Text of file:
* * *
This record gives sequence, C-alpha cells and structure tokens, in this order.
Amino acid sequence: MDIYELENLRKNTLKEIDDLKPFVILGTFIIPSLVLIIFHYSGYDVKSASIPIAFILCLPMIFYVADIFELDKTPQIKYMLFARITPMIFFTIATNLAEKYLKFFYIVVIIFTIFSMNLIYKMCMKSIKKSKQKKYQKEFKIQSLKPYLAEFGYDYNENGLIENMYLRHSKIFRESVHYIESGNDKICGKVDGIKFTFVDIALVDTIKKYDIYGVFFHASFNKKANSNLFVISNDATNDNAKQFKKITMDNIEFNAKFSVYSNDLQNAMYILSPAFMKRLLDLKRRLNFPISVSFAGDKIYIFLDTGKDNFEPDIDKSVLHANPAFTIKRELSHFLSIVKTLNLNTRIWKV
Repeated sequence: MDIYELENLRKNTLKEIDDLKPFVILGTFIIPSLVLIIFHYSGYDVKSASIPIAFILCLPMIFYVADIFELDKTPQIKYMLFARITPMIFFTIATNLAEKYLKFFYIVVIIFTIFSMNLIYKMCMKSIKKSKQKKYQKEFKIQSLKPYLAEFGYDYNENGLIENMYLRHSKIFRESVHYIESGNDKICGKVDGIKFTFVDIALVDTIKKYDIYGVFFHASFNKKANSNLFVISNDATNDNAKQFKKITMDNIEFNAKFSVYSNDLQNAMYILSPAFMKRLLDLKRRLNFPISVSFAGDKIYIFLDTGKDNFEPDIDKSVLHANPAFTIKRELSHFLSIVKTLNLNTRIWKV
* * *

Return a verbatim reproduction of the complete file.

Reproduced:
This record gives sequence, C-alpha cells and structure tokens, in this order.
Amino acid sequence: MDIYELENLRKNTLKEIDDLKPFVILGTFIIPSLVLIIFHYSGYDVKSASIPIAFILCLPMIFYVADIFELDKTPQIKYMLFARITPMIFFTIATNLAEKYLKFFYIVVIIFTIFSMNLIYKMCMKSIKKSKQKKYQKEFKIQSLKPYLAEFGYDYNENGLIENMYLRHSKIFRESVHYIESGNDKICGKVDGIKFTFVDIALVDTIKKYDIYGVFFHASFNKKANSNLFVISNDATNDNAKQFKKITMDNIEFNAKFSVYSNDLQNAMYILSPAFMKRLLDLKRRLNFPISVSFAGDKIYIFLDTGKDNFEPDIDKSVLHANPAFTIKRELSHFLSIVKTLNLNTRIWKV
Repeated sequence: MDIYELENLRKNTLKEIDDLKPFVILGTFIIPSLVLIIFHYSGYDVKSASIPIAFILCLPMIFYVADIFELDKTPQIKYMLFARITPMIFFTIATNLAEKYLKFFYIVVIIFTIFSMNLIYKMCMKSIKKSKQKKYQKEFKIQSLKPYLAEFGYDYNENGLIENMYLRHSKIFRESVHYIESGNDKICGKVDGIKFTFVDIALVDTIKKYDIYGVFFHASFNKKANSNLFVISNDATNDNAKQFKKITMDNIEFNAKFSVYSNDLQNAMYILSPAFMKRLLDLKRRLNFPISVSFAGDKIYIFLDTGKDNFEPDIDKSVLHANPAFTIKRELSHFLSIVKTLNLNTRIWKV